20 20 Software Architecture: Foundations, Theory, and Practice; Richard N. Taylor, Nenad Medvidovic, and Eric M. Dashofy; © 2008 John Wiley & Sons, Inc. Reprinted with permission.

21 Tie the system components together Establishes channel for communication or coordination Once the channel is established, linkage connectors can disappear or remain in the system Provides facilitation Not a rich connector in terms of dimensions Linkage Connectors

22 22 Software Architecture: Foundations, Theory, and Practice; Richard N. Taylor, Nenad Medvidovic, and Eric M. Dashofy; © 2008 John Wiley & Sons, Inc. Reprinted with permission.

23 Majorly use for communication purpose only Transferring large amount of data between autonomous processes Streams are used in client server system with data transfer protocol to deliver result of computation Can be Combined with data access connector for managing database of file storage Can be combined with event connector to multiplex the delivery of large number of events Stream Connectors

24 24 Software Architecture: Foundations, Theory, and Practice; Richard N. Taylor, Nenad Medvidovic, and Eric M. Dashofy; © 2008 John Wiley & Sons, Inc. Reprinted with permission.

25 When components are aware of presence of other components but can not make assumption about their needs and state, arbitrator streamline system operates and resolves any conflicts (facilitation) and redirect the flow of data (coordination) Multithreaded system for using shared memory uses synchronization and concurrency control to guarantee atomicity and consistency Arbitrator also acts as a mediator to provide services like reliability and atomicity Security, safety, trustworthiness is also provided by arbitrator connector Arbitrator Connectors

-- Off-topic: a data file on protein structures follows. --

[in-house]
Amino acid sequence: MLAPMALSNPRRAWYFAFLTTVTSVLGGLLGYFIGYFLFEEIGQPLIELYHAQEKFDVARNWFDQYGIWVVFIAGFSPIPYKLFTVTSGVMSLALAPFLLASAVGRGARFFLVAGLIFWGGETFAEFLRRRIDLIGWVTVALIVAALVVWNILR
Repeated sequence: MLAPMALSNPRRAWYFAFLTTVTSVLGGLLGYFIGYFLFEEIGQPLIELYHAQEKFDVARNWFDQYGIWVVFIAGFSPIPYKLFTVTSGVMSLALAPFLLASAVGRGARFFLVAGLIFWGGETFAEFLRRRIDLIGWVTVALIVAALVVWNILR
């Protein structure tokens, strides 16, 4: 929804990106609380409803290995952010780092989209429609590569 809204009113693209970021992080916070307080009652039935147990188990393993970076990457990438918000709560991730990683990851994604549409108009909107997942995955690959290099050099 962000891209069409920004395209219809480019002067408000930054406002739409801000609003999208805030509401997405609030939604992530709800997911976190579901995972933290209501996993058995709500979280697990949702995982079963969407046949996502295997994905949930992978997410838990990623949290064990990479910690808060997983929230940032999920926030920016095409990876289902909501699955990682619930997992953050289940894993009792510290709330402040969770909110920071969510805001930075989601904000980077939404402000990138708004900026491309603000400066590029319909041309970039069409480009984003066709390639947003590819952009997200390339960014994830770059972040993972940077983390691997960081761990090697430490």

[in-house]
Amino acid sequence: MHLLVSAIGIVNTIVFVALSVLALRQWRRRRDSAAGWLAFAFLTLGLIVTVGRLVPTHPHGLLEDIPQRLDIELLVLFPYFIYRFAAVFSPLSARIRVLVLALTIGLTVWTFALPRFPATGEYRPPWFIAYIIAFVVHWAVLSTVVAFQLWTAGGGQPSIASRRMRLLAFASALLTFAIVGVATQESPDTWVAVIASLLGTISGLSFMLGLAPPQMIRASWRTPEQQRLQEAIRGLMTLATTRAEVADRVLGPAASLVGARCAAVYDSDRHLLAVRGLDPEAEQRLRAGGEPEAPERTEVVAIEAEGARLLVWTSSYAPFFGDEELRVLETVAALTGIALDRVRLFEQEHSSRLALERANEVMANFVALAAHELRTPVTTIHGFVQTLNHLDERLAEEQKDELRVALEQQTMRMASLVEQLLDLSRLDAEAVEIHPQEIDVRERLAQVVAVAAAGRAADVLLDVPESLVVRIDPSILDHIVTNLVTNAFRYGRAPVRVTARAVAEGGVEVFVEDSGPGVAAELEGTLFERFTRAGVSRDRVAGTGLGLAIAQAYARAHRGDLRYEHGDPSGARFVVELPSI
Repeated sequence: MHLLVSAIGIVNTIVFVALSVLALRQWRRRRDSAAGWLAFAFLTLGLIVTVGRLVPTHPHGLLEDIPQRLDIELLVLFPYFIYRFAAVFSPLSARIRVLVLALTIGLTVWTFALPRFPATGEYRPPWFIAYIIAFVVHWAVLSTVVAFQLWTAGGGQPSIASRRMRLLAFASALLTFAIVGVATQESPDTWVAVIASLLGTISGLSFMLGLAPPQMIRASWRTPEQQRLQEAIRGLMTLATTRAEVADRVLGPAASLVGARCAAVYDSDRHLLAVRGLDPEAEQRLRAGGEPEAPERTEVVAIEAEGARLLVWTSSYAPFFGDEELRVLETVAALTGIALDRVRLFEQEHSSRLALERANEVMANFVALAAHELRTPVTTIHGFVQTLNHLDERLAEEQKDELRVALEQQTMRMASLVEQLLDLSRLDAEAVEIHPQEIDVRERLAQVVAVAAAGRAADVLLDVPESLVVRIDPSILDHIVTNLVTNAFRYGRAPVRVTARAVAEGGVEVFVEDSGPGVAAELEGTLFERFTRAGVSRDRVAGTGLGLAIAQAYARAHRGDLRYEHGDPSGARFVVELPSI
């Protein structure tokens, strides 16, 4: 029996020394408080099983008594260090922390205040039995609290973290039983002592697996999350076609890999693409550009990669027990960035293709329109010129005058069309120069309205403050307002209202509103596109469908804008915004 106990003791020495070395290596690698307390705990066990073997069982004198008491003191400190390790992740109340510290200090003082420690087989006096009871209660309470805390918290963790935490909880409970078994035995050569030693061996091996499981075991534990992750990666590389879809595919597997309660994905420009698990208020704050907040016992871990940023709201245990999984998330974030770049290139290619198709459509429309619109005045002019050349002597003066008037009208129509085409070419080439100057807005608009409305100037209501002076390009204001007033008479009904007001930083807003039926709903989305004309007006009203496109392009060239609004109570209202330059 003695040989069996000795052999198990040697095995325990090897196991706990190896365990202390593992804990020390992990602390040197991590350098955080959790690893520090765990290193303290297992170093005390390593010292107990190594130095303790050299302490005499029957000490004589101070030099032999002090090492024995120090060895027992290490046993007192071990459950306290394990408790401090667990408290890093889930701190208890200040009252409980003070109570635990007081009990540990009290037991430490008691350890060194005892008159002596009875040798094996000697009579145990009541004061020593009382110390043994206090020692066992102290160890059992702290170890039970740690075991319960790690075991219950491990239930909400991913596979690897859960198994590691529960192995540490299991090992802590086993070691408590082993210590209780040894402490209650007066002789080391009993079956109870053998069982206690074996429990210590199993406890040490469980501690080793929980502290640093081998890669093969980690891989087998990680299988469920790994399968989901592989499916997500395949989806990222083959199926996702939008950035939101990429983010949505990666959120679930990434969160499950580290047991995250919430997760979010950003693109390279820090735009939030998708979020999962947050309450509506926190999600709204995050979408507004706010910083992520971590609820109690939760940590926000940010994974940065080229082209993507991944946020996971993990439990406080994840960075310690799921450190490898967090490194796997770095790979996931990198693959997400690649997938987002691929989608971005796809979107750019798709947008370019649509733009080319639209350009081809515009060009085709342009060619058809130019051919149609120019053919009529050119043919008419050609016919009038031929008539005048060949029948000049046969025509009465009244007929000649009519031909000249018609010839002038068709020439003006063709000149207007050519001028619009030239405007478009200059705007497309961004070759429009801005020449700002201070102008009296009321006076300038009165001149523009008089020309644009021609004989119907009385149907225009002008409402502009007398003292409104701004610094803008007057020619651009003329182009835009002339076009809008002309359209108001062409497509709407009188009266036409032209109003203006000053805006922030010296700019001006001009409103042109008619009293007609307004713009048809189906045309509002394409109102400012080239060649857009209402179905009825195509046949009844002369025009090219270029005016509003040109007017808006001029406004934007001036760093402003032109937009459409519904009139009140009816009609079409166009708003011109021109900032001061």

26 26 Software Architecture: Foundations, Theory, and Practice; Richard N. Taylor, Nenad Medvidovic, and Eric M. Dashofy; © 2008 John Wiley & Sons, Inc. Reprinted with permission.

27 Provides facility to support interaction between components that have not been designed to interoperate It acts as convertor Adaptor Connectors

28 28 Software Architecture: Foundations, Theory, and Practice; Richard N. Taylor, Nenad Medvidovic, and Eric M. Dashofy; © 2008 John Wiley & Sons, Inc. Reprinted with permission.

29 Performs identification of interaction paths and subsequent routing of communication and coordination These connectors does not act independently but provides support to other connectors Distributed system exchanges information using distributed connectors DNS routing, swiching Distributor Connectors

30 30 Software Architecture: Foundations, Theory, and Practice; Richard N. Taylor, Nenad Medvidovic, and Eric M. Dashofy; © 2008 John Wiley & Sons, Inc. Reprinted with permission.